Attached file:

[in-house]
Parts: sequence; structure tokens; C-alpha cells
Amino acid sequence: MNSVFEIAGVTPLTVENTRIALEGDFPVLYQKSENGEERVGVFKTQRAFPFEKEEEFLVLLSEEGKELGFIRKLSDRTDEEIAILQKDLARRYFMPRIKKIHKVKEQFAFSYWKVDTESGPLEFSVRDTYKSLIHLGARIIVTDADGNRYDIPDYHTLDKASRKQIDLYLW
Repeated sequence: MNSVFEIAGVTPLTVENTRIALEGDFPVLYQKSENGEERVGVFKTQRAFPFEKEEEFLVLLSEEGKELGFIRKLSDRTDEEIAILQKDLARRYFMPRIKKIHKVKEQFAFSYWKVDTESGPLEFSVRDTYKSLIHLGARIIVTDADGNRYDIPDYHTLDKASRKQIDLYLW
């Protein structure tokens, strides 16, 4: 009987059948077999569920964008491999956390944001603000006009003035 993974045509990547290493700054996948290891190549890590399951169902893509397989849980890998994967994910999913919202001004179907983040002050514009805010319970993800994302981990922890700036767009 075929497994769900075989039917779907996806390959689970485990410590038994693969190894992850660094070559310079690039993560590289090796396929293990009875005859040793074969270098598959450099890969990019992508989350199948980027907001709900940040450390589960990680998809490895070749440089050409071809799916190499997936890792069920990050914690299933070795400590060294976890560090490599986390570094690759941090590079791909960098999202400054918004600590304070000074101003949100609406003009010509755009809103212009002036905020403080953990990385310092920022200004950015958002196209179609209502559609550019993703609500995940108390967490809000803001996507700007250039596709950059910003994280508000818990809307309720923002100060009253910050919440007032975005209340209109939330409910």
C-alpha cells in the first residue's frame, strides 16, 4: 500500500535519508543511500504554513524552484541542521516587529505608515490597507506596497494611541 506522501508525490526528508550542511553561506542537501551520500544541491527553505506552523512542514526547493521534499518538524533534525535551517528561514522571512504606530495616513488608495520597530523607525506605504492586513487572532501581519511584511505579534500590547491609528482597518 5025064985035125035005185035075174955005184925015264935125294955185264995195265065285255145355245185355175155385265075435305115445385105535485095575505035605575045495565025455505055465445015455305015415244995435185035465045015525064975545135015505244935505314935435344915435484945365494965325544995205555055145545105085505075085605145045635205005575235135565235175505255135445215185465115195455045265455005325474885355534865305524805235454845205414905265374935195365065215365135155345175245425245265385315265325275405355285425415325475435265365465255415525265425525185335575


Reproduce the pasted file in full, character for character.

[in-house]
Parts: sequence; structure tokens; C-alpha cells
Amino acid sequence: MNSVFEIAGVTPLTVENTRIALEGDFPVLYQKSENGEERVGVFKTQRAFPFEKEEEFLVLLSEEGKELGFIRKLSDRTDEEIAILQKDLARRYFMPRIKKIHKVKEQFAFSYWKVDTESGPLEFSVRDTYKSLIHLGARIIVTDADGNRYDIPDYHTLDKASRKQIDLYLW
Repeated sequence: MNSVFEIAGVTPLTVENTRIALEGDFPVLYQKSENGEERVGVFKTQRAFPFEKEEEFLVLLSEEGKELGFIRKLSDRTDEEIAILQKDLARRYFMPRIKKIHKVKEQFAFSYWKVDTESGPLEFSVRDTYKSLIHLGARIIVTDADGNRYDIPDYHTLDKASRKQIDLYLW
């Protein structure tokens, strides 16, 4: 009987059948077999569920964008491999956390944001603000006009003035 993974045509990547290493700054996948290891190549890590399951169902893509397989849980890998994967994910999913919202001004179907983040002050514009805010319970993800994302981990922890700036767009 075929497994769900075989039917779907996806390959689970485990410590038994693969190894992850660094070559310079690039993560590289090796396929293990009875005859040793074969270098598959450099890969990019992508989350199948980027907001709900940040450390589960990680998809490895070749440089050409071809799916190499997936890792069920990050914690299933070795400590060294976890560090490599986390570094690759941090590079791909960098999202400054918004600590304070000074101003949100609406003009010509755009809103212009002036905020403080953990990385310092920022200004950015958002196209179609209502559609550019993703609500995940108390967490809000803001996507700007250039596709950059910003994280508000818990809307309720923002100060009253910050919440007032975005209340209109939330409910």
C-alpha cells in the first residue's frame, strides 16, 4: 500500500535519508543511500504554513524552484541542521516587529505608515490597507506596497494611541 506522501508525490526528508550542511553561506542537501551520500544541491527553505506552523512542514526547493521534499518538524533534525535551517528561514522571512504606530495616513488608495520597530523607525506605504492586513487572532501581519511584511505579534500590547491609528482597518 5025064985035125035005185035075174955005184925015264935125294955185264995195265065285255145355245185355175155385265075435305115445385105535485095575505035605575045495565025455505055465445015455305015415244995435185035465045015525064975545135015505244935505314935435344915435484945365494965325544995205555055145545105085505075085605145045635205005575235135565235175505255135445215185465115195455045265455005325474885355534865305524805235454845205414905265374935195365065215365135155345175245425245265385315265325275405355285425415325475435265365465255415525265425525185335575